Stefano Domenicali hopes Formula 1 can attract car manufacturers looking for a "fresh image", believing it to be one of the biggest challenges facing the automotive industry today.
F1 currently has four manufacturers on the grid as V6 hybrid power unit suppliers - Mercedes, Ferrari, Renault and Honda - but will drop back to three in 2022 after Red Bull and AlphaTauri supplier Honda exits the series.
While F1 remains committed to hybrid technology, it is aiming to introduce a simpler, cheaper power unit upon the next change currently scheduled for 2026, but that could be brought forward for 2025.
F1 has been clear in its recent sustainability drive, outlining plans to be carbon neutral by 2030, and remains regularly engaged with manufacturers over what they require from the series in the future.
Domenicali said that although F1 was "in discussions" with other manufacturers which are currently not active in the series, they currently "prefer to stay quiet".
But the recently-appointed president and CEO of F1 was encouraged by their interest in what value F1 could offer in the future, particularly from an image standpoint.
"The good news is that there are are people and companies, very important companies, that are really keen to understand what is the value that they can bring home using the F1 platform," Domenicali said in an interview with Sky Sports F1.
"But not only in terms of technology - also in terms of what the value Formula 1 can bring to the automotive manufacturer.
"I think one of the biggest challenges that automotive manufacturers have today is to feel younger. There is this kind of fight between the older school of OEMs and the new OEMs that are coming in the mobility side.
"We are for sure not part of the mobility side, in terms of what we want to achieve as a sport.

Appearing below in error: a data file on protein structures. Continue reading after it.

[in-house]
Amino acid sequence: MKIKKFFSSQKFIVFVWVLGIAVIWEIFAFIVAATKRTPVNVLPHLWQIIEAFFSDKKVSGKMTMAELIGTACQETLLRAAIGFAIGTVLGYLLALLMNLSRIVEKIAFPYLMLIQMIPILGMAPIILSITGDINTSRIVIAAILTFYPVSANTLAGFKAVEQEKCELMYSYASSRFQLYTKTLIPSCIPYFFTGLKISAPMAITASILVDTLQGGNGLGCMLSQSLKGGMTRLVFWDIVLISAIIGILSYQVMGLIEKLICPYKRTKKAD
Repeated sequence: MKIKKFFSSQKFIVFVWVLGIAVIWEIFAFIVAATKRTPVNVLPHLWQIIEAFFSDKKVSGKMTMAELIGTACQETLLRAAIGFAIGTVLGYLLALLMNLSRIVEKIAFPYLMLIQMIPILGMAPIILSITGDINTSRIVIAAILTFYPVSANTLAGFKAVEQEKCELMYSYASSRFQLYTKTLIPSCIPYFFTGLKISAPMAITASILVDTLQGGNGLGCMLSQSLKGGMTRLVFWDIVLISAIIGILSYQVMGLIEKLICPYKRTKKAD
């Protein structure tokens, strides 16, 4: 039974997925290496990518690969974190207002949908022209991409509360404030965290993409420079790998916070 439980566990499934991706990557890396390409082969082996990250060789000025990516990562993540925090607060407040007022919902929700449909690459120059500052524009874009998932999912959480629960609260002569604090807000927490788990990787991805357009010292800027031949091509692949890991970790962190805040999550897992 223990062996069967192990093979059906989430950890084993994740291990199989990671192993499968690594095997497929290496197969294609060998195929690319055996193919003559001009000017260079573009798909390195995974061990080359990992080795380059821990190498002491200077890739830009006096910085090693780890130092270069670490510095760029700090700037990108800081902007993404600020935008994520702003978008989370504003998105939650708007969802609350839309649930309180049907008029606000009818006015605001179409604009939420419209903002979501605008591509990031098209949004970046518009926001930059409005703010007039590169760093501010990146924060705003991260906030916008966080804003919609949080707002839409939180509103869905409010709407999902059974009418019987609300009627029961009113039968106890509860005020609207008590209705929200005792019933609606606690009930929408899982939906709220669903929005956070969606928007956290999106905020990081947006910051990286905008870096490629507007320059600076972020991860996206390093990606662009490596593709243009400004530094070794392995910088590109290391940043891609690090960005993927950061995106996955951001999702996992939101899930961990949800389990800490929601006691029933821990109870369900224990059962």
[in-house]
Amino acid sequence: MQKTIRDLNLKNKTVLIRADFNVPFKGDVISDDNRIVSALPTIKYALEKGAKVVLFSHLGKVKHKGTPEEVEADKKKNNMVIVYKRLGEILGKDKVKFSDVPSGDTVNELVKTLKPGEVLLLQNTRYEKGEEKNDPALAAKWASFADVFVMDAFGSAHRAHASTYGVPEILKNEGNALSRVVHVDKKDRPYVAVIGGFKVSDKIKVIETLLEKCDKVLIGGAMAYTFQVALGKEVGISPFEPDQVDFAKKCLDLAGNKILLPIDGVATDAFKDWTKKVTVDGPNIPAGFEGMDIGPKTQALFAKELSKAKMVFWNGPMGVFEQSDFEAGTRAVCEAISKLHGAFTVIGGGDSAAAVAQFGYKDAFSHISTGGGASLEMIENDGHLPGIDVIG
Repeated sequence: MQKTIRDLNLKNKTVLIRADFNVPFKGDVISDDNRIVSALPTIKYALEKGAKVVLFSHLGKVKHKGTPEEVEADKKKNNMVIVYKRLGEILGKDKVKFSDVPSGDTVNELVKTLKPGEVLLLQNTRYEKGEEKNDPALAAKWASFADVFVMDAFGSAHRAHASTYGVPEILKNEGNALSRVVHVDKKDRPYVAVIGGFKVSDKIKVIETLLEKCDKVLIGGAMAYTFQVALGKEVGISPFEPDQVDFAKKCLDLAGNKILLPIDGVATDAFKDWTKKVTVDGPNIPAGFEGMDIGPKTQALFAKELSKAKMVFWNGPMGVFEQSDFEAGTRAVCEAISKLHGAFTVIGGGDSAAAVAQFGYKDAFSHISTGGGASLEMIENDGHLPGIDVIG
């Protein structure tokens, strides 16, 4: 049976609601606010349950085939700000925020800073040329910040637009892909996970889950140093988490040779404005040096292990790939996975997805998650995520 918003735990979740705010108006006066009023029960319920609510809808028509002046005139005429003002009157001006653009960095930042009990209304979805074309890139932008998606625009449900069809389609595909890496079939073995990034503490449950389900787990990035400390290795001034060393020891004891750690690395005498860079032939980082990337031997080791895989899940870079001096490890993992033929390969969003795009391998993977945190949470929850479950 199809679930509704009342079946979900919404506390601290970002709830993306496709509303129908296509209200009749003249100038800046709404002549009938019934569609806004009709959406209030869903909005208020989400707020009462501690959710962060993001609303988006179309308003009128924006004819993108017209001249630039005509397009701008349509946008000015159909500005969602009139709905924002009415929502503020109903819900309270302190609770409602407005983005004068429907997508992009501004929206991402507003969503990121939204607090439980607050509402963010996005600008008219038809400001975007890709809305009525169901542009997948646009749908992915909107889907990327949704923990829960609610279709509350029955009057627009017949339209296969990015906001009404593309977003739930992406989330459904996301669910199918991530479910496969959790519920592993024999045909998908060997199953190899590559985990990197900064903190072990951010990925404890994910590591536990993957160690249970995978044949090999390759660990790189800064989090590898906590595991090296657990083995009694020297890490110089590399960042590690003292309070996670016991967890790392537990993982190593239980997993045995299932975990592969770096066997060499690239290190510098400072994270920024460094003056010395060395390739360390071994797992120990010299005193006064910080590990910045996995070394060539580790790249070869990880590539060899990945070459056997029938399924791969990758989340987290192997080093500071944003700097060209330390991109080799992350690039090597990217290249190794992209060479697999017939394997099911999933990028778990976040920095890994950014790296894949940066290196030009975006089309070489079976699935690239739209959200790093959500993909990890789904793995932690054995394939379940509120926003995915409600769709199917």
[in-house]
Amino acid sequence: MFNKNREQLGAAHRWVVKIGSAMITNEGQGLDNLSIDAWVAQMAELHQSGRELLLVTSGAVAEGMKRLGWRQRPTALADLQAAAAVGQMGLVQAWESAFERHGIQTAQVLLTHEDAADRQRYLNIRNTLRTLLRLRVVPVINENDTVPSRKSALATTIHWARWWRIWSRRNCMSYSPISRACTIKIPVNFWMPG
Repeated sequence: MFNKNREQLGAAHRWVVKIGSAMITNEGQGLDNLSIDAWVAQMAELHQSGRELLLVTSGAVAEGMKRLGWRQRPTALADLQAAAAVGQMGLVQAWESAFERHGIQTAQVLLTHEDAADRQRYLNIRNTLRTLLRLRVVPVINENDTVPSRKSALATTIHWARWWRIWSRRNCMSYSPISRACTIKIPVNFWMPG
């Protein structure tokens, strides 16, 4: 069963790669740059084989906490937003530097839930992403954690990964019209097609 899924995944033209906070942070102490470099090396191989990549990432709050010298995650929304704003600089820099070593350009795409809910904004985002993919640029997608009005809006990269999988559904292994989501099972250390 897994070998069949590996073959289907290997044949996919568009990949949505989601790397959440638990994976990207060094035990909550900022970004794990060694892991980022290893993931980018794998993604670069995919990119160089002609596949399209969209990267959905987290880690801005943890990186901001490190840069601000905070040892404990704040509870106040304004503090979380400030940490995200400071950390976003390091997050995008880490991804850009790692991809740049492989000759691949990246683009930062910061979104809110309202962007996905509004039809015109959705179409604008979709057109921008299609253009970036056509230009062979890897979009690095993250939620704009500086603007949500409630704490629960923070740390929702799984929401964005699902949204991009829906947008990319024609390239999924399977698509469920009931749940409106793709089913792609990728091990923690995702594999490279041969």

"But I think that the OEMs can use the [F1] platform for that fresh image that they maybe need for the future for them."
Domenicali stressed the importance of F1 staying engaged with new forms of media and platforms in order to keep a younger generation of fans interested in the future.
"Maybe in the beginning, the media that are showing [F1] on TV were a little bit reluctant on products like Netflix like we did in the last years," Domenicali said.
"But then at the end of the day, that was beneficial to both, because one was activating better on the other side. So I think we need to have this holistic approach to make sure we don't lose opportunities.
"The young generation are multi-connected. We need to offer a multi-programme to be quite spot on in terms of intensity. If we are boring in our offering, then people are switching off and changing not only the channel, but the subject.
"We are thinking how to keep the racing format alive in a different way, because of course it's important to have the opinion of the teams, but also the opinion of the stakeholders.
"We're going to have dedicated meetings to prepare the right offering. We need to be sure that we don't lose any opportunity."